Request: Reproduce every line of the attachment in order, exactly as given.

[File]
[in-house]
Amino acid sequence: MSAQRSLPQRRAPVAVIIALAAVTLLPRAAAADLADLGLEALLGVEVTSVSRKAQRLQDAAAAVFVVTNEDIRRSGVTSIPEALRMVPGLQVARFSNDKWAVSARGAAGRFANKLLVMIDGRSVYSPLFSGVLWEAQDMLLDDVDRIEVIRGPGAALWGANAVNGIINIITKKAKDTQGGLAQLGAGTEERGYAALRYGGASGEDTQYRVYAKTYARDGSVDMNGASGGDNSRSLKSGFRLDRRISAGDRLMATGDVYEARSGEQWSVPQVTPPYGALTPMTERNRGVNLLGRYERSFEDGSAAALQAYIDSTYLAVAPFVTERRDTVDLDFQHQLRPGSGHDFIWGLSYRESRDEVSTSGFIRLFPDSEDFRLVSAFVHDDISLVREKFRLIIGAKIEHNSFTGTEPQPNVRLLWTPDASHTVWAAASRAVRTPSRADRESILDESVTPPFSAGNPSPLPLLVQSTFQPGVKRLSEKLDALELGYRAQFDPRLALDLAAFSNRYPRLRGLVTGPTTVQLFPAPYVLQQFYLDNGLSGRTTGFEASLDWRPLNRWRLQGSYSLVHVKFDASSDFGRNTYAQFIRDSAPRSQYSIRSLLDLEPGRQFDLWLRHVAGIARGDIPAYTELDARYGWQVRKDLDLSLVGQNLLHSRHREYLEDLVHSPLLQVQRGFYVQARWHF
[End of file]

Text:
[in-house]
Amino acid sequence: MSAQRSLPQRRAPVAVIIALAAVTLLPRAAAADLADLGLEALLGVEVTSVSRKAQRLQDAAAAVFVVTNEDIRRSGVTSIPEALRMVPGLQVARFSNDKWAVSARGAAGRFANKLLVMIDGRSVYSPLFSGVLWEAQDMLLDDVDRIEVIRGPGAALWGANAVNGIINIITKKAKDTQGGLAQLGAGTEERGYAALRYGGASGEDTQYRVYAKTYARDGSVDMNGASGGDNSRSLKSGFRLDRRISAGDRLMATGDVYEARSGEQWSVPQVTPPYGALTPMTERNRGVNLLGRYERSFEDGSAAALQAYIDSTYLAVAPFVTERRDTVDLDFQHQLRPGSGHDFIWGLSYRESRDEVSTSGFIRLFPDSEDFRLVSAFVHDDISLVREKFRLIIGAKIEHNSFTGTEPQPNVRLLWTPDASHTVWAAASRAVRTPSRADRESILDESVTPPFSAGNPSPLPLLVQSTFQPGVKRLSEKLDALELGYRAQFDPRLALDLAAFSNRYPRLRGLVTGPTTVQLFPAPYVLQQFYLDNGLSGRTTGFEASLDWRPLNRWRLQGSYSLVHVKFDASSDFGRNTYAQFIRDSAPRSQYSIRSLLDLEPGRQFDLWLRHVAGIARGDIPAYTELDARYGWQVRKDLDLSLVGQNLLHSRHREYLEDLVHSPLLQVQRGFYVQARWHF